Obesity Rates May Be Increasing but so Is the Ability to Fight It, Says Dr. Feiz and Associates

Share Article

The Los Angeles area medical group comments on a recent article that a weight loss procedure has emerged as an especially effective weapon in the war against a common but devastating medical condition.

Failing to lose enough weight to defeat obesity is not a sign of poor willpower and it’s definitely not a character flaw.

An October 13 article on Yahoo News reports on the increasingly alarming rate of obesity in the United States. According to the article, while no U.S. state had an obesity rate above 15 percent in 1985, all 50 states now have a population that is over 20 percent obese. The article cites quite a few reasons for this rise, including eating out more often (restaurant food tends to be significantly higher in calories), poor diets lacking in nutritious foods, and a lack of exercise caused by lifestyles that have become increasingly sedentary. Los Angeles-based weight loss center Dr. Feiz and Associates says that, while obese individuals should naturally be making a concerted effort to eat better and exercise, failing to lose enough weight to defeat obesity is not a sign of poor willpower and it’s definitely not a character flaw. Instead, the clinic holds the body’s own mechanisms as a primary offender in preventing people from achieving sustained weight loss. So far, the clinic notes, certain weight loss procedures have proven to be highly effective in circumventing hormonal efforts to keep obese people forever obese.

The primary chemical enemy of dieters, the medical group explains, is a hormone known as ghrelin that is believed to be responsible for creating sensations of hunger in the body. When an individual loses a large amount of weight, particularly if this loss occurs at a rapid pace, the body sends false alarms that the individual is not receiving enough calories and enters into a survival mode of sorts – trying to induce us to eat more calories as if a famine was coming soon. The clinic notes that these hormonally induced feelings feel essentially the same as real hunger and, over time, typically wear down even the most disciplined and strong-willed individuals. Dr. Feiz and Associates notes that there is no countervailing biological process in place that tries to reduce our food consumption when we are too heavy.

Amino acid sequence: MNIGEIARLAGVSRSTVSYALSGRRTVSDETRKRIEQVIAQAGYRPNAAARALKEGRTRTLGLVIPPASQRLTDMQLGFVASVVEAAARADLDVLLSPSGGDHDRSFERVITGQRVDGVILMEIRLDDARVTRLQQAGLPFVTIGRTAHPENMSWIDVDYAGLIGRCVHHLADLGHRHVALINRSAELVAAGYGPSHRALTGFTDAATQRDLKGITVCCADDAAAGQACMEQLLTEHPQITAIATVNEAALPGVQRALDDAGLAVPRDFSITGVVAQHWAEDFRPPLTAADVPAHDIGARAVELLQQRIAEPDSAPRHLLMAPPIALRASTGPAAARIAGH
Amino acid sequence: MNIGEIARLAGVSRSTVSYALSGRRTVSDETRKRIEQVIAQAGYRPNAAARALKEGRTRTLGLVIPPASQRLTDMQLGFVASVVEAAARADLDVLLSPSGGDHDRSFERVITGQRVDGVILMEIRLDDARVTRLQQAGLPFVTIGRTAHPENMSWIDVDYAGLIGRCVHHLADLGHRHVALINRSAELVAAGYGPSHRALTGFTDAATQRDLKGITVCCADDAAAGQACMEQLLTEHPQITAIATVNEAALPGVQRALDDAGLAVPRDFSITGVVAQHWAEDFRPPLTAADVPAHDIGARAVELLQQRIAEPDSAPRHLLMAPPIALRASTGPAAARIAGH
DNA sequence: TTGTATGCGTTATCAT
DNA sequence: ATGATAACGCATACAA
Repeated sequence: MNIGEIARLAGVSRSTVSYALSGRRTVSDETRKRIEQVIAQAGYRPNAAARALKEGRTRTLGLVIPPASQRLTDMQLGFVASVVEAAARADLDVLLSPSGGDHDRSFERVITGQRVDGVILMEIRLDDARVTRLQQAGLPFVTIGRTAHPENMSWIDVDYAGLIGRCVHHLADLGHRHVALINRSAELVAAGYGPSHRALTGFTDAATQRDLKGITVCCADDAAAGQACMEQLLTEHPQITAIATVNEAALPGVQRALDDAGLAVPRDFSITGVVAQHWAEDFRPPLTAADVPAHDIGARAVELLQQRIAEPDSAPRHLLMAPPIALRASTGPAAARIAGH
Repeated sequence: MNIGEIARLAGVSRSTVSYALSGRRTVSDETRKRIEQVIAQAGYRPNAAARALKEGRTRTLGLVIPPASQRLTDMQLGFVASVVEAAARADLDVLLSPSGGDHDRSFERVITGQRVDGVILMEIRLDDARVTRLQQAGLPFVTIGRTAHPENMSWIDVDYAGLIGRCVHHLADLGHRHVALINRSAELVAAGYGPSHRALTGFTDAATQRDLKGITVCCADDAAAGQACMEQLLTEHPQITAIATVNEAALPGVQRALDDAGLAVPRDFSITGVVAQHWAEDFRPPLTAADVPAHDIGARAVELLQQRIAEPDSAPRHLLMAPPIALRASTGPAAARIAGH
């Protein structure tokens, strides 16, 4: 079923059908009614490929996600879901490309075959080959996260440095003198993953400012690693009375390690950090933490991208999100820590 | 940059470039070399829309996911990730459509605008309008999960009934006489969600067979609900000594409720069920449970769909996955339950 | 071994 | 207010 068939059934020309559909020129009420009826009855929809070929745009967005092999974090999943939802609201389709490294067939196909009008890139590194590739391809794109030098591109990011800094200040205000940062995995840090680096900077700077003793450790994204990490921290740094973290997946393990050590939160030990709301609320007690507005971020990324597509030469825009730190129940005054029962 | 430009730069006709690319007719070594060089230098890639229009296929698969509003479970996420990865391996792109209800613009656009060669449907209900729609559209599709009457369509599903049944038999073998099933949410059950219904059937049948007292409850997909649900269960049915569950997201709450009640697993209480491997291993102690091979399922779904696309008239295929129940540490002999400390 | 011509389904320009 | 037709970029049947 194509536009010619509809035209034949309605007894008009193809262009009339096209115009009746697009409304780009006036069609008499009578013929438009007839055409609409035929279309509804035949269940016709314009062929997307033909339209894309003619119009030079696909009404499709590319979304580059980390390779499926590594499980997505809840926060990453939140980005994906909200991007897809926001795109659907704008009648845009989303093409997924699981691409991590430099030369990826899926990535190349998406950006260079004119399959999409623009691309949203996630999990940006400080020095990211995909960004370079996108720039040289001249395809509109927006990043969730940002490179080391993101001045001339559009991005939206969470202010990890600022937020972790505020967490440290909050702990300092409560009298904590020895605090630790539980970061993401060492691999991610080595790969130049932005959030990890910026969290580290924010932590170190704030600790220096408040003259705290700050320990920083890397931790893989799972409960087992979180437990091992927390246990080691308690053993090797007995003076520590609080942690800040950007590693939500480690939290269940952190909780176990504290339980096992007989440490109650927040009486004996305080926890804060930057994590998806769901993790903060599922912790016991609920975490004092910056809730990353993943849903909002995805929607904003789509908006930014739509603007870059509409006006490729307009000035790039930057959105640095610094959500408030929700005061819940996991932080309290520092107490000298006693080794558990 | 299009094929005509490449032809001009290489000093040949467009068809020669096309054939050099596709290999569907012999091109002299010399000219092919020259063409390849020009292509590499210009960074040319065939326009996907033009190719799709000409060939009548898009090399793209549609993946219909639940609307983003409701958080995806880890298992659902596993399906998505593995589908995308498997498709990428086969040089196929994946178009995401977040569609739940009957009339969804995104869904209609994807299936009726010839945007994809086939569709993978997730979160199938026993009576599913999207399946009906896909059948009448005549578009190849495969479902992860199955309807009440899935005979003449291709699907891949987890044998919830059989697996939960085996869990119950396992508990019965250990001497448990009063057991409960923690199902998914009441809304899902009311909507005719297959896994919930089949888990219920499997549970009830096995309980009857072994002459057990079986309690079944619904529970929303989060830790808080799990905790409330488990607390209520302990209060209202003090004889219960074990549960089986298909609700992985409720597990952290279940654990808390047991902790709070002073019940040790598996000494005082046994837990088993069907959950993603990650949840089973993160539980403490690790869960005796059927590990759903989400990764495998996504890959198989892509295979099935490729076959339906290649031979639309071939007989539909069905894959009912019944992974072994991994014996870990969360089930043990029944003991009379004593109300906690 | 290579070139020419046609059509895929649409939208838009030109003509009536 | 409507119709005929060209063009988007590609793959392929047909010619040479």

Dr. Feiz and Associates says bariatric surgery offers a significant boost in the fight against obesity. The clinic cites sleeve gastrectomy, which removes roughly 75%-85% of the stomach, as a prime example of weight loss surgery that can help patients lose and maintain their weight without being as radically invasive as older procedures. This surgery is particularly effective in that it removes an area in the stomach that appears to be responsible for ghrelin production alongside making overeating physically uncomfortable. The clinic says that by dramatically reducing hormonal hunger, patients are finally able to sustain their weight loss once they are no longer plagued by incessant hunger pangs. Dr. Feiz and Associates note that patients who come out of the sleeve gastrectomy typically lose significant amounts of weight and – even more important – are able to stave off the return of obesity over the long term.

Readers can learn more about weight loss surgery by visiting Dr. Feiz and Associates at https://www.drfeiz.com/ or by calling 310-855-8058.

Share article on social media or email:

View article via:

Pdf Print

Contact Author

Dr. Michael Feiz
Visit website